Mayhem Poets Tour the World, but Their Legacy Stays on Campus

Mayhem Poets Tour the World, but Their Legacy Stays on Campus

The poets left their mark at Rutgers in the form of the Verbal Mayhem Poetry Collective and the university's first slam poetry team
Mayhem Poets Tour the World, but Their Legacy Stays on Campus

Credit: Courtesy of Mayhem Poets
The Mayhem Poets perform internationally. From left, Kyle Sutton, Mason Granger, and Scott Tarazevits.

As Rutgers students 12 years ago, the Mayhem Poets went everywhere they could to share their poems: schools, prisons, rap battles, frat parties, karoake nights.

 “It was almost like we were the Jehovah’s Witnesses of Poetry, spreading our message all over,’’ says Kyle Sutton a.k.a “Kyle Rapps,’’ the group’s spokesman.

 Since then, Sutton and fellow poets Scott Tarazevits and Mason Granger have performed on stages from Broadway to Liberia and won a Microsoft grant in 2007 to open their own poetry venue in New York City. 

The weekly open mic showcase they started on campus a more than a decade ago -- called Verbal Mayhem -- still exists. Providing a platform for poets, emcees, singers and other artists to hone their craft and network, its held every Wednesday  at Murray Hall on the College Avenue Campus.

The Mayhem trio are “spoken word” poets, who work in a genre that’s created to be performed rather than read and was influenced by both beat generation poetry and hip hop  “It’s a musical meets a rap show meets off-Broadway meets underground theater,’’ explains Sutton, who is also a rapper who  has worked with artists like Talib Kweli.

The Mayhem trio are 'spoken word' poets who work in a genre created to be performed rather than read and was influenced by both beat generation poetry and hip hop.

But as a Mayhem Poet,  Sutton’s mission is to convince audiences, especially students, that poetry is can be more than antique rhymes on a page.

 “Poetry can be enjoyable, it can be fun,’’ says Sutton, who grew up in Princeton. “We want kids to learn the power of words, the power of personal expression, and we want to be able to challenge them to think outside the box.’’

When Sutton was 17, he went to his first spoken word show and was inspired to try  the form himself. “It  spoke to me,’’ he says. “I was young, angry and dealing with a lot of coming of age issues. It had humor, doses of reality and great language.’’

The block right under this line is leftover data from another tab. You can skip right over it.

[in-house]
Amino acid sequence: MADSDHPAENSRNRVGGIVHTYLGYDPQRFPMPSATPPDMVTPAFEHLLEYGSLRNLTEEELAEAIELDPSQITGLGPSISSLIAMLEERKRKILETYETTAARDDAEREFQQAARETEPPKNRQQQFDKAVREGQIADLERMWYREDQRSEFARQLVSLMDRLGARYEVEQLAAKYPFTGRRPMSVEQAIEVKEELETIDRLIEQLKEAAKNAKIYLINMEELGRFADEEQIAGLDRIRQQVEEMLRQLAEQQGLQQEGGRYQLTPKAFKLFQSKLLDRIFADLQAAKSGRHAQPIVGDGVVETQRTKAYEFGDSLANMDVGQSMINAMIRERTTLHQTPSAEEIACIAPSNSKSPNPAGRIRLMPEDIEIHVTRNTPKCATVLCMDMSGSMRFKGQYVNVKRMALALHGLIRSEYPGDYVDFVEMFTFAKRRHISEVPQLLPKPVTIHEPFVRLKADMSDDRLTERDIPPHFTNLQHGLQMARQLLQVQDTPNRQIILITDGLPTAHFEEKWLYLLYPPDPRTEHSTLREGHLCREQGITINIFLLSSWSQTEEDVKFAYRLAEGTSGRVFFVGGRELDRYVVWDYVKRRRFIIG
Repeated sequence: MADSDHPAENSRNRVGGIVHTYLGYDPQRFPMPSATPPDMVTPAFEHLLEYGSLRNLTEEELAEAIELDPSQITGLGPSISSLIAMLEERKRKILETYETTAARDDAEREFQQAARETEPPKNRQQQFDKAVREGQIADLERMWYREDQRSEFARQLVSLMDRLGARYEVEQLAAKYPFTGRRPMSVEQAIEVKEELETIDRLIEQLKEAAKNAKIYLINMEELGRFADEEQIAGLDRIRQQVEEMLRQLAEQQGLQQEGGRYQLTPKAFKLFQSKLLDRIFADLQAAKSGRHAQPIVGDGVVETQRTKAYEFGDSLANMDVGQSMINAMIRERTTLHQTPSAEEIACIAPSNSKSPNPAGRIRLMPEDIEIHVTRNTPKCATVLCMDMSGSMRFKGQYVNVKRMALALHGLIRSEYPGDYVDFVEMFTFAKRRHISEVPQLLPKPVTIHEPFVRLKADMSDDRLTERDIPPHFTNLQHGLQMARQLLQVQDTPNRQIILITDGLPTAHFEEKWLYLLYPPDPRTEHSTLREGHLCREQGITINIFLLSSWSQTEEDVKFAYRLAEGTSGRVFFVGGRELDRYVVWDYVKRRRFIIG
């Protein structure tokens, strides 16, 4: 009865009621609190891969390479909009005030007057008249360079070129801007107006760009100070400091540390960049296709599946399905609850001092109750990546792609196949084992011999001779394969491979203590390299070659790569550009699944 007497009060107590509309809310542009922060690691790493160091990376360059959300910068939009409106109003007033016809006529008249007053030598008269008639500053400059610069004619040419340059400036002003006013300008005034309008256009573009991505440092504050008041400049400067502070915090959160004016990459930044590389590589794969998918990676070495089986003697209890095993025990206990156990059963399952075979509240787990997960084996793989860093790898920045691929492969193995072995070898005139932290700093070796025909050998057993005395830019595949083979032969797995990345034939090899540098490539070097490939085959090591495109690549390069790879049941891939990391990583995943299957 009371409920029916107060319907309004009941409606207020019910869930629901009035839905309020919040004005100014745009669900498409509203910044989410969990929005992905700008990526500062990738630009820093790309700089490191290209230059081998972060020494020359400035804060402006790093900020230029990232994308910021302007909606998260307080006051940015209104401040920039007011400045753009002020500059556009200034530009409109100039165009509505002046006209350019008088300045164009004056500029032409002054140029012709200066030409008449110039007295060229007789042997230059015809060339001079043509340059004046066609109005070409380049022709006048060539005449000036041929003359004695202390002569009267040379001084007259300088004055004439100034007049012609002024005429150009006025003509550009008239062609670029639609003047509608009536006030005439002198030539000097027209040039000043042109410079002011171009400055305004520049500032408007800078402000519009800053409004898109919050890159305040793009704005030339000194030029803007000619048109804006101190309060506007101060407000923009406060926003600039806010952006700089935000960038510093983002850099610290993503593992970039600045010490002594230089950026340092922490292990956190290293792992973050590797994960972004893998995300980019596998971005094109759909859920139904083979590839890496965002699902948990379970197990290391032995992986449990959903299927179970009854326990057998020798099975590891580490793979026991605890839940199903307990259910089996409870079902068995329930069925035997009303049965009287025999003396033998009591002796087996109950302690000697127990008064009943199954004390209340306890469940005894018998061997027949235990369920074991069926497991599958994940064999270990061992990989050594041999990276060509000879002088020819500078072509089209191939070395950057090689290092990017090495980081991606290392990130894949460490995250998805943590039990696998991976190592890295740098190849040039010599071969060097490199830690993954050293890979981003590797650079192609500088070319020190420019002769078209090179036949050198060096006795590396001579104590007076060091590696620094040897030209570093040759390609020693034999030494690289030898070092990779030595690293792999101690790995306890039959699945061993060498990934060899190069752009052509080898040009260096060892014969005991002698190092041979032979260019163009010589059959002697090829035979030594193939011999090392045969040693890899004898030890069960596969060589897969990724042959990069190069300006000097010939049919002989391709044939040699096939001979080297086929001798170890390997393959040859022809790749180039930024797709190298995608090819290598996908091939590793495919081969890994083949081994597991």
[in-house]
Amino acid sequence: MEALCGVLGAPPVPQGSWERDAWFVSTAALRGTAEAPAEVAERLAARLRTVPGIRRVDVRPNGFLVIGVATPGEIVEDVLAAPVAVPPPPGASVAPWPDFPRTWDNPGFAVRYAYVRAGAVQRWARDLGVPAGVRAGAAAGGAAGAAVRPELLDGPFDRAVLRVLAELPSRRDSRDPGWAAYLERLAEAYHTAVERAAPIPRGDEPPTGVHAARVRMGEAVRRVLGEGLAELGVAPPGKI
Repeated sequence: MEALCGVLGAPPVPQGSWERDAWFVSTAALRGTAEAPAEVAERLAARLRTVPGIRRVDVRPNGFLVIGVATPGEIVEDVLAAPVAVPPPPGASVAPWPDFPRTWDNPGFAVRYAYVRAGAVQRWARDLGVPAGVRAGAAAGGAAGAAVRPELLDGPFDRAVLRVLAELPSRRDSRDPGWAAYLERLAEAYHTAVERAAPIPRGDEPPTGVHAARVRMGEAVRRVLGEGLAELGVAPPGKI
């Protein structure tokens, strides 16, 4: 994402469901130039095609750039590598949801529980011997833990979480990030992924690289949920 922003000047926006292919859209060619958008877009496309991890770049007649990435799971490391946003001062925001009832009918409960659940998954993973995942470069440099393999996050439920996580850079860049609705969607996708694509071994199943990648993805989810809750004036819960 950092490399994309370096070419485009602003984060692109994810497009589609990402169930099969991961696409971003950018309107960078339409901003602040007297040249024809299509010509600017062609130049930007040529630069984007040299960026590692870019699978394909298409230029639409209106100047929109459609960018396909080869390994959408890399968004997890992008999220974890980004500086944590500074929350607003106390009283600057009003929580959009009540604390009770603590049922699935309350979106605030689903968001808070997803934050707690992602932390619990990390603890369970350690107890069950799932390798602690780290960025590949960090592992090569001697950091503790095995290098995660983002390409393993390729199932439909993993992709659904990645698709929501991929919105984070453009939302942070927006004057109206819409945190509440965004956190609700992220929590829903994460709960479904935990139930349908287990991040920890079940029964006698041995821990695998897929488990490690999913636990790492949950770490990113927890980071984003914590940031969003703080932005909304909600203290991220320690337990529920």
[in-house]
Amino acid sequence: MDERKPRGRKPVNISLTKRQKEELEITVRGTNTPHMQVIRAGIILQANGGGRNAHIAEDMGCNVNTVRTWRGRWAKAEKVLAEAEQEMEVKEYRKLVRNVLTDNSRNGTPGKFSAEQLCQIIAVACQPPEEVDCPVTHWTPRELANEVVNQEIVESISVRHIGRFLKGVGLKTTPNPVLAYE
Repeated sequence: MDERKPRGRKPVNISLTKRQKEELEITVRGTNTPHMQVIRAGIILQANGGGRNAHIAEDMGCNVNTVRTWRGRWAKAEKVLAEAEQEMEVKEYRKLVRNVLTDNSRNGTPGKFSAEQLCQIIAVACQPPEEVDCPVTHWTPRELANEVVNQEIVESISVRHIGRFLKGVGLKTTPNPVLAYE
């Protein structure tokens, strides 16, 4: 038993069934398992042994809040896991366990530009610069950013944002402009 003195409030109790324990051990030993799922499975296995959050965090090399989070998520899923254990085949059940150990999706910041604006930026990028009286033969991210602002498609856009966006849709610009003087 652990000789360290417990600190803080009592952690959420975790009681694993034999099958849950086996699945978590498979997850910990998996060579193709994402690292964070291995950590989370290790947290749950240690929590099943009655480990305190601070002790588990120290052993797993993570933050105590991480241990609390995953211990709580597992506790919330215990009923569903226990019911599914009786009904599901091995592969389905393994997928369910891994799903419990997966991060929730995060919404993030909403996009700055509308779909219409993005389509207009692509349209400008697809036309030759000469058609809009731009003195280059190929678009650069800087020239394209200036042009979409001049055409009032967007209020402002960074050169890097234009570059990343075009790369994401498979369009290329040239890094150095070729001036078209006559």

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The concept of the group was born a decade ago at an open mic spot in New Brunswick. 

He met Tarazevits in the early 2000’s at a New Brunswick open mic spot. Later, Granger joined them and they began touring locally.

 “I loved Rutgers,’’ says Sutton. “It was a great place, not only academically but there were so many extracurricular events on and around campus, a lot of poetry events, hip hop events. We’d crash places, just show up. and do poems.’’ 

None of the Mayhem Poets were English majors or had taken any poetry writing courses when they began. Sutton majored in Spanish, while Tarazevits was a theater major and Granger was interested in psychology.

 But Sutton’s passion for spoken word led to a greater interest in traditional literature.  He wound up taking poetry courses at Rutgers, where he read the work of 17th-century poet John Milton and decided to major in Spanish after reading the poems of Pablo Neruda. 

After graduation, Verbal Mayhem stuck together and gained national exposure in 2007 when they won a Microsoft competition for the best small business in America. With the $100,000 award, they opened Slam Chops, an open mic venue in New York’s Bowery district. It lasted two years but faltered after budget cuts in the New York school system depleted the amount of students booked to see educational shows at the center.

They decided to focus on touring. The group continues to be popular performers--they’ll be at New Brunswick’s State Theatre next month -- and have gone overseas to promote the benefits of poetry.

 In Liberia recently, they held workshops for  former child soldiers who were able to talk about their experiences through poetry. “The Poets left their mark at Rutgers in the form of the Verbal Mayhem Poetry Collective, which hosts open mics and produced the first Rutgers Youth College slam poetry team.

The collective also arranged the first Rutgers National Poetry Month Opening Ceremony last year, featuring Philadelphia Poet Laureate Sonia Sanchez.

Sean Battle, last year’s president of the club and an MFA candidate in the creative writing program at Rutgers-Newark, says a Mayhem Poets performance was his gateway into the world of spoken word. “They along, with many other poets introduced me to what the Jersey poetry scene has to offer,’’ he says. “I owe that space such much as a poet, and also as a person.’’